When chef Melissa Sosa and baker Zak Stern thought about a fish salad sandwich for Stern's kosher deli, which opened with a limited menu this past Wednesday, they ran into a problem.
They needed a species that was fleshy, oily, and sturdy enough to stand up to the smoker. But here in Florida, none of the fish used in the Eastern European cooking that cemented the foundation of New York City's herd of kosher delicatessens was available. So Sosa, who's been shuttling between Miami and New York to burrow into the ins-and-outs of deli operations alongside Harry & Ida's co-owner Will Horowitz, had to find a replacement.
"The only way we can properly translate a deli to South Florida is by looking at our waters and our agriculture across the board and seeing what we have that's similar to what was originally used," Sosa says while frying a tear-inducing heap of onions.
The blue runner was the answer. Cousin of the yellow jack, it has long been seen as a cheap, throwaway baitfish. Those are the same qualities of the fish that newly arrived immigrants from Eastern Europe looked for when they began opening appetizing joints across New York in the early 20th Century.
The result is a savory, salty-as-hell fish salad in a sandwich ($13) using slices of Stern's bread and accented with diced white onions, a lime-green fold of lettuce, and a few piney frills of fresh dill.
At the moment, the deli's all-day menu is only eight items long while the kitchen awaits its smoker and finishes construction. Stern's bright, busy bakery has been warmed up a bit with a cherrywood stain on the counter and darker tables adorned with glass vases. Things are different now, quieter, and Stern can be found waiting on and bussing tables. The avocado toasts that lured lines that stretched out the door and down the block have been retired. Initially, he and Sosa planned to open with an extensive menu that included no less than four kinds of casseroles called kugel and a panoply of brined, smoked, and cured meats and fishes.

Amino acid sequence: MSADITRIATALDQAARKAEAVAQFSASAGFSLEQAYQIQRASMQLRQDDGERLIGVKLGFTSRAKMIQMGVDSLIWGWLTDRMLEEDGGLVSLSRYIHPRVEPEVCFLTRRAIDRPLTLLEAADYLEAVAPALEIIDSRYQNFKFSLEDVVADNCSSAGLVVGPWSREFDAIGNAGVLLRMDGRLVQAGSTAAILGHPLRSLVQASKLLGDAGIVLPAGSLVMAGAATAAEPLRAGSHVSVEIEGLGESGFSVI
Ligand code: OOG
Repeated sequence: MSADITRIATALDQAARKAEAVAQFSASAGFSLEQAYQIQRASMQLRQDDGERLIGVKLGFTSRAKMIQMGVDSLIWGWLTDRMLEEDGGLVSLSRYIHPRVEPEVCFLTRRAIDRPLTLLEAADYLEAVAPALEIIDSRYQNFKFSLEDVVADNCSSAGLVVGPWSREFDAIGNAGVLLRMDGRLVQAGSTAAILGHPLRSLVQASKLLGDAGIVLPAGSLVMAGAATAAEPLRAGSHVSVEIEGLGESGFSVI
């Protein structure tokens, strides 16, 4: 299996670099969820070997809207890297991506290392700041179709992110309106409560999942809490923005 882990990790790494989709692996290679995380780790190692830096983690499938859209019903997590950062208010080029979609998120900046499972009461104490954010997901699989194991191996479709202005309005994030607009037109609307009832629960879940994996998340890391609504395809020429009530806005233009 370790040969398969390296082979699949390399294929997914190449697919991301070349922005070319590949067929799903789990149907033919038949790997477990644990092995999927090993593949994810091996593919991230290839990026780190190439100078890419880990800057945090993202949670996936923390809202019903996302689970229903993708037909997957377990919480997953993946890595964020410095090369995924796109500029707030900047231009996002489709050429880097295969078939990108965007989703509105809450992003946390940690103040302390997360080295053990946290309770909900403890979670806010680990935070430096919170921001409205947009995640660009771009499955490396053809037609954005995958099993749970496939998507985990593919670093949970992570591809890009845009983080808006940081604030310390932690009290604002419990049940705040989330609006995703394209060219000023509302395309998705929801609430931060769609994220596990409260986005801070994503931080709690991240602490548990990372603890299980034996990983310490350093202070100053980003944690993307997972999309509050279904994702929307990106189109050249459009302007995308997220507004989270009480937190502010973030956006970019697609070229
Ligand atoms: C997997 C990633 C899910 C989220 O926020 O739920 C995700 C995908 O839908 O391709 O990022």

Yet the decision was made to instead build out the menu piece by piece. At the moment, each meal begins with a pickle plate littered with crisp brined cabbage, a plank of cucumber, and a toothsome wedge of green tomato that you'll want to dice and scatter over every meal you eat henceforth. There are two iterations of corned beef: one in a breakfast sandwich ($14) that also contains a vegetable omelet flecked with onion and red pepper; you may instead request a fried egg. Fat ribboned slices of the cherry-hued beef are also the centerpiece of a simple sandwich ($16) smeared with the deli's house-made, nose-tingling mustard.
In the months ahead, the menu will be expanded as techniques and sources are tested and proven. Sosa and Stern are working with Jorge Figueroa's Trigger Seafood to procure Florida grass carp to be ground into gefilte fish. "It literally tastes like grass, but after you season it, brine it, and cook it, it turns into this beautiful product," Sosa says. And that's the main focus: using off-cuts of meat, so-called trash fish, and sensible produce. "All of this stuff nobody has ever wanted to buy or eat, we're going to use," she adds.
Stern notes that much of it will eventually be available in a glass-enclosed deli display where patrons can find fish salads, smoked meats, and chopped liver by the pound. Yet even more in demand might be jobs in Stern's fledgling bakery. In small print, the menu notes a 15 percent charge will be added to each check to support a living wage for employees. "We guarantee a minimum of $15 an hour," Stern says, "and some people are getting more."
Restaurant workers across the nation have been demanding a pay increase to $15, from the paltry minimum wages that are $7.25 federally and just more than $8 in Florida. "On $8.05 in Florida, it's impossible to live," Stern says.
All of these moves might help make Stern and Sosa's aspirations to become a place with the heft of El Atlacatl, La Camaronera, or Joe's Stone Crab a reality. "We want to be an institution that's here for the community," Sosa says. "We want to be here in 50 years."
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